Sally Squires: We can all expand our culinary repertoires. Last night, inspired by a recipe that I saw in Real Simple, I made Halibut steaks. Since I didn't have all the ingredients, I improvised with other things on hand -- cilantro, cumin, cherry tomatoes, garlic, a little olive oil, olives -- and we had spaghetti squash as a side dish. Yum. You never know when you experiment, but both my husband must say, both my husband and I were pleasantly surprised by the results.
For those who don't know about CSA, find more details in today's LPC newsletter.
New Orleans: Hi Sally,
I LOVE Kale. It is so nutritious and has lots of assertive flavor. Cook's Illustrated did an article year's ago on cooking greens like kale, collards, and mustards. My technique is adapted from that article.
1. Pour two quarts of water in a large pot. Heat to boiling.
2. Meanwhile, wash your kale by holding the leaf upside down over a full sink of water. With your other hand strip the leaf away on either side of the stem. Continue with your entire bunch of kale and throw the stems away or compost them. Swish the leaves around in the water.
2. Put wet kale into boiling water. Boil 7 minutes.
3. Drain kale and run cool water over kale, so that you can comfortably handle the hot leaves.
4. Squeeze kale leaves by the handful to remove excess water. After squeezing each handful, place kale on cutting board and shred the kale with a large knife.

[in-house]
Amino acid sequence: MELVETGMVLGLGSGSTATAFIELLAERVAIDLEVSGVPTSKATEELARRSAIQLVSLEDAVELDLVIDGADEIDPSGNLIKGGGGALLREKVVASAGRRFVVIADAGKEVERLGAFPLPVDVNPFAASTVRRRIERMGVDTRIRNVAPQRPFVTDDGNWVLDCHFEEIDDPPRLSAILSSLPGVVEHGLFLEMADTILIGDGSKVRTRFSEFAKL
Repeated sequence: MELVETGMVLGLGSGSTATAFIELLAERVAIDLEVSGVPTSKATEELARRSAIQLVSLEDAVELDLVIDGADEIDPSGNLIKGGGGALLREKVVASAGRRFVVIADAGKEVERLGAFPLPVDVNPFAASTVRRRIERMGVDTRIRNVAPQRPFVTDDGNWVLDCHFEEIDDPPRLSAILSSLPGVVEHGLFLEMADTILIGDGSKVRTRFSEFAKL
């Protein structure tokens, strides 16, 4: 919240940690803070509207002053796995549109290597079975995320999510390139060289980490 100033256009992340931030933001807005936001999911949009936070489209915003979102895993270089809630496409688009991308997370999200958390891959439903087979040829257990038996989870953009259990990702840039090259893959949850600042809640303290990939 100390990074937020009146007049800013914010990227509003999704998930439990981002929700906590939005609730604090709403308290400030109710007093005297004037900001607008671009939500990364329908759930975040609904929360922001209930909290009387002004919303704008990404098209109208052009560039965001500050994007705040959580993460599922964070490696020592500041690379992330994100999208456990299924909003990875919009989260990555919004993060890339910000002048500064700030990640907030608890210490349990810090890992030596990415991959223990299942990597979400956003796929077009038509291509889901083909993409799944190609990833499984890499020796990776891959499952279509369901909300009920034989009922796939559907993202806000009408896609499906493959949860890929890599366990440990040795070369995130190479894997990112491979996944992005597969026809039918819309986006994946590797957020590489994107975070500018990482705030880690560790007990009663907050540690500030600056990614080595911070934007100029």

5. In a skillet, heat a little olive oil with some crushed red pepper and minced garlic. You might add lots of shredded or minced onions as well. Cook until soft, then add shredded kale. Stir to coat and add 1/3 cup broth. Bring to a simmer and cook for 10-15 minutes or until broth is absorbed by kale.
6. Turn off heat and squeeze generous amounts of lemon juice over cooked kale.
Note -- you can always parboil the kale, squeeze dry, and wrap the balls in plastic wrap. These can be stored in the fridge a few days or frozen for later use. The pre-cooked kale can be shredded later for use in omelets, quiches, or pasta.
Hope this helps someone enjoy kale!
Sally Squires: Thanks New Orleans! Sounds delicious.
Sally Squires: Here's a description of kale and dinosaur kale as promised...
Sally Squires: As promised, sites to help you record your calories. They do the numbers for you.
Lewiston, Calif.: When "The Biggest Loser" started airing a few years ago, I was aghast. As a morbidly obese person of over 300 pounds, I hated the thought of reality TV mocking fat people and making their struggles entertainment for America.
Well, then I actually watched the show. And I was awed and inspired by their journey. Yeah, some of the challenges are a little over the top, but not out of line. The trainers and people working with these people truly care about them and encourage them to achieve their goals.
Yes, it's not realistic for those of us at home to exercise 4-6 hours per day. We have real jobs, families, lives to attend. But every time I watch this show, I gain inspiration from it.